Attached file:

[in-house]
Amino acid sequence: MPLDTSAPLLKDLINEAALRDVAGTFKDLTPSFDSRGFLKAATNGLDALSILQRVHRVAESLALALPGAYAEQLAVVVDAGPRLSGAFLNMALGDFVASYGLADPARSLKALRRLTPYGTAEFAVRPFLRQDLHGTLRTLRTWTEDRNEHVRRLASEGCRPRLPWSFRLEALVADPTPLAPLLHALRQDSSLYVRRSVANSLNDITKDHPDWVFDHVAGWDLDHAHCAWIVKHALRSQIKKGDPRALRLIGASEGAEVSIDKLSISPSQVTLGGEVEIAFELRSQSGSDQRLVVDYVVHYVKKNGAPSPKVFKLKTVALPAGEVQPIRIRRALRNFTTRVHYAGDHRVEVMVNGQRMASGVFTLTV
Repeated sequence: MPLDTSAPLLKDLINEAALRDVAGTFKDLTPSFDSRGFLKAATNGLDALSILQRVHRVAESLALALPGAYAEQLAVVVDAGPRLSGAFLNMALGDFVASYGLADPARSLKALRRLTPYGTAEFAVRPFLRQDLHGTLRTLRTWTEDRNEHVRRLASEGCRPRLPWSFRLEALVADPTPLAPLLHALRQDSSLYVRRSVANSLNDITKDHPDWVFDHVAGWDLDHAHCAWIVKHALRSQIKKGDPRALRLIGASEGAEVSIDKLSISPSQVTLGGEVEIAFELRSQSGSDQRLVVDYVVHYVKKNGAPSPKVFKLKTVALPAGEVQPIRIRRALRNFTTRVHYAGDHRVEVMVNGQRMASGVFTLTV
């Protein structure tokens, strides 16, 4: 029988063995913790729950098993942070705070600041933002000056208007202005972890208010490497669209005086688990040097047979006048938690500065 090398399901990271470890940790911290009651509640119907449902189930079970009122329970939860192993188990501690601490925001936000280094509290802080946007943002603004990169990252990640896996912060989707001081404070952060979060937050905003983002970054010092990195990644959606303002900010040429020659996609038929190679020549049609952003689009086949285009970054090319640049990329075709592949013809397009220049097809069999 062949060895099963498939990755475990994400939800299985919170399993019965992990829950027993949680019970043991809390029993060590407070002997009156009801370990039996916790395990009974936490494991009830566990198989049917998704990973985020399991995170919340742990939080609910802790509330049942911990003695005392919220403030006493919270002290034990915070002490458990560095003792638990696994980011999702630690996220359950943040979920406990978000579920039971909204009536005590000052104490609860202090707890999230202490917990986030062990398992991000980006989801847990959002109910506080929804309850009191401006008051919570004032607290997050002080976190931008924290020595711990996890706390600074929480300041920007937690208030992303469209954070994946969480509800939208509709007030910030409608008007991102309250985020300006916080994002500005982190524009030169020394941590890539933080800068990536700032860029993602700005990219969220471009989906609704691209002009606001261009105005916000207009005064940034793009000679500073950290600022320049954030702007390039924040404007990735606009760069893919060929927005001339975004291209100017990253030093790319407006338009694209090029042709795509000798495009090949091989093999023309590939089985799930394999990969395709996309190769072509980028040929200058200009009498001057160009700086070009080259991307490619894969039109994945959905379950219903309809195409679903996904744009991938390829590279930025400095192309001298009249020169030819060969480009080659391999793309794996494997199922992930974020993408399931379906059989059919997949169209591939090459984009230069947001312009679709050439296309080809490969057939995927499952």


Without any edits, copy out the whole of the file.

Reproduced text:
[in-house]
Amino acid sequence: MPLDTSAPLLKDLINEAALRDVAGTFKDLTPSFDSRGFLKAATNGLDALSILQRVHRVAESLALALPGAYAEQLAVVVDAGPRLSGAFLNMALGDFVASYGLADPARSLKALRRLTPYGTAEFAVRPFLRQDLHGTLRTLRTWTEDRNEHVRRLASEGCRPRLPWSFRLEALVADPTPLAPLLHALRQDSSLYVRRSVANSLNDITKDHPDWVFDHVAGWDLDHAHCAWIVKHALRSQIKKGDPRALRLIGASEGAEVSIDKLSISPSQVTLGGEVEIAFELRSQSGSDQRLVVDYVVHYVKKNGAPSPKVFKLKTVALPAGEVQPIRIRRALRNFTTRVHYAGDHRVEVMVNGQRMASGVFTLTV
Repeated sequence: MPLDTSAPLLKDLINEAALRDVAGTFKDLTPSFDSRGFLKAATNGLDALSILQRVHRVAESLALALPGAYAEQLAVVVDAGPRLSGAFLNMALGDFVASYGLADPARSLKALRRLTPYGTAEFAVRPFLRQDLHGTLRTLRTWTEDRNEHVRRLASEGCRPRLPWSFRLEALVADPTPLAPLLHALRQDSSLYVRRSVANSLNDITKDHPDWVFDHVAGWDLDHAHCAWIVKHALRSQIKKGDPRALRLIGASEGAEVSIDKLSISPSQVTLGGEVEIAFELRSQSGSDQRLVVDYVVHYVKKNGAPSPKVFKLKTVALPAGEVQPIRIRRALRNFTTRVHYAGDHRVEVMVNGQRMASGVFTLTV
């Protein structure tokens, strides 16, 4: 029988063995913790729950098993942070705070600041933002000056208007202005972890208010490497669209005086688990040097047979006048938690500065 090398399901990271470890940790911290009651509640119907449902189930079970009122329970939860192993188990501690601490925001936000280094509290802080946007943002603004990169990252990640896996912060989707001081404070952060979060937050905003983002970054010092990195990644959606303002900010040429020659996609038929190679020549049609952003689009086949285009970054090319640049990329075709592949013809397009220049097809069999 062949060895099963498939990755475990994400939800299985919170399993019965992990829950027993949680019970043991809390029993060590407070002997009156009801370990039996916790395990009974936490494991009830566990198989049917998704990973985020399991995170919340742990939080609910802790509330049942911990003695005392919220403030006493919270002290034990915070002490458990560095003792638990696994980011999702630690996220359950943040979920406990978000579920039971909204009536005590000052104490609860202090707890999230202490917990986030062990398992991000980006989801847990959002109910506080929804309850009191401006008051919570004032607290997050002080976190931008924290020595711990996890706390600074929480300041920007937690208030992303469209954070994946969480509800939208509709007030910030409608008007991102309250985020300006916080994002500005982190524009030169020394941590890539933080800068990536700032860029993602700005990219969220471009989906609704691209002009606001261009105005916000207009005064940034793009000679500073950290600022320049954030702007390039924040404007990735606009760069893919060929927005001339975004291209100017990253030093790319407006338009694209090029042709795509000798495009090949091989093999023309590939089985799930394999990969395709996309190769072509980028040929200058200009009498001057160009700086070009080259991307490619894969039109994945959905379950219903309809195409679903996904744009991938390829590279930025400095192309001298009249020169030819060969480009080659391999793309794996494997199922992930974020993408399931379906059989059919997949169209591939090459984009230069947001312009679709050439296309080809490969057939995927499952």